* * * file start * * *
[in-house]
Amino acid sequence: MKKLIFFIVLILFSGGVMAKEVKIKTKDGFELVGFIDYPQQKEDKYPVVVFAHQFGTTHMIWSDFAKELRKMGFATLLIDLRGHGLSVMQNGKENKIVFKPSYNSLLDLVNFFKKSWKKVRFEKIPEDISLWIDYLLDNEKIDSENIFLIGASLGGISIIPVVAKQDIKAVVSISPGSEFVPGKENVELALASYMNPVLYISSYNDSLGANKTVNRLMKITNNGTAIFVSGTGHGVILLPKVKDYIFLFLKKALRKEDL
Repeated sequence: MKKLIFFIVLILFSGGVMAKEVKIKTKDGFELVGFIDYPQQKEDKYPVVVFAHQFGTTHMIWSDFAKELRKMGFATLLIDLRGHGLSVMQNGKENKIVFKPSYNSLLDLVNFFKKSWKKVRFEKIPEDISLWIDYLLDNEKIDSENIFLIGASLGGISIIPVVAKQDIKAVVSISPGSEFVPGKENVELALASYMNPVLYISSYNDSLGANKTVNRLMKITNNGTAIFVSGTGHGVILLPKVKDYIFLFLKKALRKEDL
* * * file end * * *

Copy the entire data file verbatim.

[in-house]
Amino acid sequence: MKKLIFFIVLILFSGGVMAKEVKIKTKDGFELVGFIDYPQQKEDKYPVVVFAHQFGTTHMIWSDFAKELRKMGFATLLIDLRGHGLSVMQNGKENKIVFKPSYNSLLDLVNFFKKSWKKVRFEKIPEDISLWIDYLLDNEKIDSENIFLIGASLGGISIIPVVAKQDIKAVVSISPGSEFVPGKENVELALASYMNPVLYISSYNDSLGANKTVNRLMKITNNGTAIFVSGTGHGVILLPKVKDYIFLFLKKALRKEDL
Repeated sequence: MKKLIFFIVLILFSGGVMAKEVKIKTKDGFELVGFIDYPQQKEDKYPVVVFAHQFGTTHMIWSDFAKELRKMGFATLLIDLRGHGLSVMQNGKENKIVFKPSYNSLLDLVNFFKKSWKKVRFEKIPEDISLWIDYLLDNEKIDSENIFLIGASLGGISIIPVVAKQDIKAVVSISPGSEFVPGKENVELALASYMNPVLYISSYNDSLGANKTVNRLMKITNNGTAIFVSGTGHGVILLPKVKDYIFLFLKKALRKEDL